Shawn served three years in prison for burglary, then walked out to face a dizzying array of requirements he had to fulfill with almost no help and no money. He had to pay for drug testing and probation but wouldn’t get his disability check for another week, and his landlord was demanding a $50 deposit right away.

“Shawn” was one of the characters in a role-playing scenario held Tuesday by the Center for Child Well Being at Arizona State University. About 100 people participated in the “reentry simulation,” each assuming the identity of someone who was recently released from prison. The participants included students, staff, faculty and community members, each of whom received a packet describing their character’s prison record, living and employment situations and everything he or she needed to accomplish every week to avoid being sent back to jail: look for a job, undergo drug testing, pay restitution, pay rent, pay child support, buy food, attend Alcoholics Anonymous.

The simulation was put on by the U.S. attorney’s office and was based on input from real people who have been released from prison. The goal is to demonstrate what it’s like for men and women to make their way through the system.

“We release people back into their communities every day, and with very little instruction,” said Tasha Aikens, a reentry specialist for the U.S. attorney’s office in Arizona, who runs the simulation for any group that requests it.

The simulation was divided into 15-minute segments, each representing one week. The room had 15 stations, representing the obligations of a returning citizen — probation, social services, bank, landlord, etc. Every participant had several tasks to complete each week.

The responsibilities were confusing and overwhelming. Every obligation required a bus pass. Even bus passes could not be purchased without handing over a bus pass.

The first week, Shawn, one of the lucky ones who left prison with $20, was able to purchase the all-important state ID card for $15, then sell his plasma for $25 to pay his $30 probation fee. He went to the “court,” handed over a bus pass and was told he needed to cash his plasma check before paying the fee. So he used another bus pass to go to the bank and cash the check and then another bus pass to finally pay the fee.

The second week was more stressful. Shawn had to wait in the church line to borrow a bus pass, which he used to buy more bus passes, then go back to the church to repay the bus pass before going to collect his disability check.

The simulation included real-life scenarios. Everyone who took a drug test had to pull a card from a deck to tell them whether it was “clean” or not. Every week, the participants received a card with an unplanned situation — like Shawn’s landlord discovering that he had a dog and needed to pay a $50 deposit.

In the third week, Shawn was waiting in line to pay his rent when the sheriff came by, saw that Shawn had not completed his second-week drug testing and sent him back to jail.

In the guided discussion after the simulation, many of the participants described how out of control they felt.

“A lot of it is pretty demeaning,” said Anthony Evans, a senior researcher for the L. William Seidman Research Institute in the W. P. Carey School of Business. The institute is working with Televerde, a call center operator that has been a leader in employing prisoners and people who have left prison. Evans said he decided to experience the simulation to gain insight into what Televerde’s workforce is facing.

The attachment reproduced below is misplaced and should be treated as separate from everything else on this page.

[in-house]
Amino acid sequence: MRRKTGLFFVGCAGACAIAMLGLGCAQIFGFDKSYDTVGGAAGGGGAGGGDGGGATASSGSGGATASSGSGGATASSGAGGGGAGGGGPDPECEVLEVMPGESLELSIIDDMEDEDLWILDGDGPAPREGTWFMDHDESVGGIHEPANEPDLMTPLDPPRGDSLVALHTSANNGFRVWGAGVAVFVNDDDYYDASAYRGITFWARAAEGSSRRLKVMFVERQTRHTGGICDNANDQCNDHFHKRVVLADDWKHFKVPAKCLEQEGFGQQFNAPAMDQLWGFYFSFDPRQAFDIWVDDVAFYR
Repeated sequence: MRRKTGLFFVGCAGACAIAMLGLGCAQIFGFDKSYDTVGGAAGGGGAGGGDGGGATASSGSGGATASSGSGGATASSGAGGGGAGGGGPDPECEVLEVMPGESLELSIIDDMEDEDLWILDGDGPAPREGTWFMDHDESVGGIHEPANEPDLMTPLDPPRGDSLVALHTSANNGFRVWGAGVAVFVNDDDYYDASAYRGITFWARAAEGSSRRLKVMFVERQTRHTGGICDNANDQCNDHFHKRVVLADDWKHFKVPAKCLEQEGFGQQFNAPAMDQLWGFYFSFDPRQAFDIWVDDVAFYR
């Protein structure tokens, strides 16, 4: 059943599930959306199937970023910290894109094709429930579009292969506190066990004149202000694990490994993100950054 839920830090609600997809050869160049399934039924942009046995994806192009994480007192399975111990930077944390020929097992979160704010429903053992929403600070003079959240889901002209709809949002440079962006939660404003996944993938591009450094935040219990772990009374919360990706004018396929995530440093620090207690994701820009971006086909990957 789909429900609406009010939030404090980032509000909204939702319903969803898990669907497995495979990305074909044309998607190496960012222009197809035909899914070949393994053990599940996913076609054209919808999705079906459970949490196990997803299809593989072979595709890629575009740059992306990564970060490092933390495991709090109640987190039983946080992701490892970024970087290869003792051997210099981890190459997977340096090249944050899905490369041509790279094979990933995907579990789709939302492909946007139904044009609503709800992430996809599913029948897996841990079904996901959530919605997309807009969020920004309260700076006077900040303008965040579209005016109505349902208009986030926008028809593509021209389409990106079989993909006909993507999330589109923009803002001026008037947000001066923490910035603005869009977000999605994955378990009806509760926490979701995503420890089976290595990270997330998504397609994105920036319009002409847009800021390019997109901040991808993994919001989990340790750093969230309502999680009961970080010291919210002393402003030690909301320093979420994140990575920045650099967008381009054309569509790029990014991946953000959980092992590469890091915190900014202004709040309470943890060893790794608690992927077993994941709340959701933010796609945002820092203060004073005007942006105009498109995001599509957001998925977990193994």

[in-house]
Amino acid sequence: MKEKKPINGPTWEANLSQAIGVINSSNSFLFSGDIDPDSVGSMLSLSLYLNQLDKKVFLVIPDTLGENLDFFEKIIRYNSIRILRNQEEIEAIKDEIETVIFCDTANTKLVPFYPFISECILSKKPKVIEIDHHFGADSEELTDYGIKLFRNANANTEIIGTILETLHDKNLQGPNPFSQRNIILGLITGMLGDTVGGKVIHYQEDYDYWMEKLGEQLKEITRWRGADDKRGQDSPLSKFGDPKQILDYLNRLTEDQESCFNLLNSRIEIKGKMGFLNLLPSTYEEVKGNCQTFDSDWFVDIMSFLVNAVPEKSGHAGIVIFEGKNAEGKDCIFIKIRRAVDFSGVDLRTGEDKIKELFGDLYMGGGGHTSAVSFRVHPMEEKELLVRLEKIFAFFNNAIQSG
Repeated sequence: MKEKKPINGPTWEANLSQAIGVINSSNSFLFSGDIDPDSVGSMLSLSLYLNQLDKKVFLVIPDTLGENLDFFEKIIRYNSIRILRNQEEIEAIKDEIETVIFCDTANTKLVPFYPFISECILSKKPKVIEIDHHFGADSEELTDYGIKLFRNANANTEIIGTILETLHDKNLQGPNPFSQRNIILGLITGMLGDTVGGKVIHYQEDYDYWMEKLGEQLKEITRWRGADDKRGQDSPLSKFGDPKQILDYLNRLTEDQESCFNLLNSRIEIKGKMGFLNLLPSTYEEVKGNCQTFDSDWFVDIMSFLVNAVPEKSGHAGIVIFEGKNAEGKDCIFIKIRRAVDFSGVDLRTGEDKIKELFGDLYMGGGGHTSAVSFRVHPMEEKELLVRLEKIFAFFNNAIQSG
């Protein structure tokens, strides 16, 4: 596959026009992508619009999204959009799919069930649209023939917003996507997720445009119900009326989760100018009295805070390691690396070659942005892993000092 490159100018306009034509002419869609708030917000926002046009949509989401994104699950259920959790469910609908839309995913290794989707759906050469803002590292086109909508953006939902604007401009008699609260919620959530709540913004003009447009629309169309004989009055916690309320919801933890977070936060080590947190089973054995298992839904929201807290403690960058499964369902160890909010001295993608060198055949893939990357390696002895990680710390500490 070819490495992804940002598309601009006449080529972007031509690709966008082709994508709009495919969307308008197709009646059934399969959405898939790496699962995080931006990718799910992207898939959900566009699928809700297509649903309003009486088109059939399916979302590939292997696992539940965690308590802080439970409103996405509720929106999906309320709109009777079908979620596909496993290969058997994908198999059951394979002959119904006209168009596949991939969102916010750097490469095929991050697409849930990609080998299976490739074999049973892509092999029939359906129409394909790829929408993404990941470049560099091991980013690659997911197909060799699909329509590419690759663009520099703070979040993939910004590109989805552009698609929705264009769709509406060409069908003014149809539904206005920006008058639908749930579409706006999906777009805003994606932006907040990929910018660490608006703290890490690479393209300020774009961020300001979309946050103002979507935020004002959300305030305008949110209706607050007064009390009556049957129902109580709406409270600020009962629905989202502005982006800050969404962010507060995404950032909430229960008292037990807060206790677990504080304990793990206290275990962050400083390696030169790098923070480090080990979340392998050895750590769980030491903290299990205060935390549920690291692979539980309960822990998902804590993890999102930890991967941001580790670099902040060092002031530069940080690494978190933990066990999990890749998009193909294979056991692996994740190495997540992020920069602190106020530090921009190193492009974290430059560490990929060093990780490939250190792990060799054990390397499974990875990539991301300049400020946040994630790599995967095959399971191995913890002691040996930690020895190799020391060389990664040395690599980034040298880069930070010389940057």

“People in positions of authority should be encouraged to attend one of these,” he said.

The process was eye-opening even for practitioners. Molly Hahn-Floyd, a doctoral student at Northern Arizona University who works in adolescent behavioral health, said that during the simulation, she didn’t go to the church or social services or any other place that offered help.

“And I don’t know how many times I’ve preached to people, ‘Ask for help,’” she said.

Jan Wethers, reentry coordinator for the Arizona Department of Corrections, portrayed the mean pawn shop owner, who gave Shawn $10 for a $50 CD player.

“Take the bus sometime,” she told the practitioners. “See what it’s like when it’s hot and you have kids in tow and grocery bags.”

Empathy is critical, but so is responsibility, she said.

“You must hold them accountable. That is very, very important,” she said.

Many participants described how returning to jail felt inevitable — and almost a relief.

“If you’re released to a community and your family wants nothing to do with you and you have no job and no home and you have all these obligations, it makes sense to go back,” Aikens said. “They know your name in jail. You have food in jail. I get it.”

For a person who’s newly released, thinking about returning to prison can be a “comfort zone,” according to Theron Denman Jr., who left prison a year ago. He volunteered at the simulation “treatment” table and addressed the participants during the discussion.

“I was scared to drive, I was scared of the police, I was scared of technology,” he said. “If I hadn’t had the support of my family over this past year, I would’ve wanted to go back.

“But that’s not my comfort zone anymore. Volunteering here today is a beautiful thing.”

In the fourth week, Shawn got out of jail, bought bus passes, got food, completed weekly treatment, paid for a drug test and checked in with his vocational rehabilitation case worker. All the boxes were checked.

But it didn’t matter. While he was in jail during Week 3, he missed paying rent. Shawn was homeless.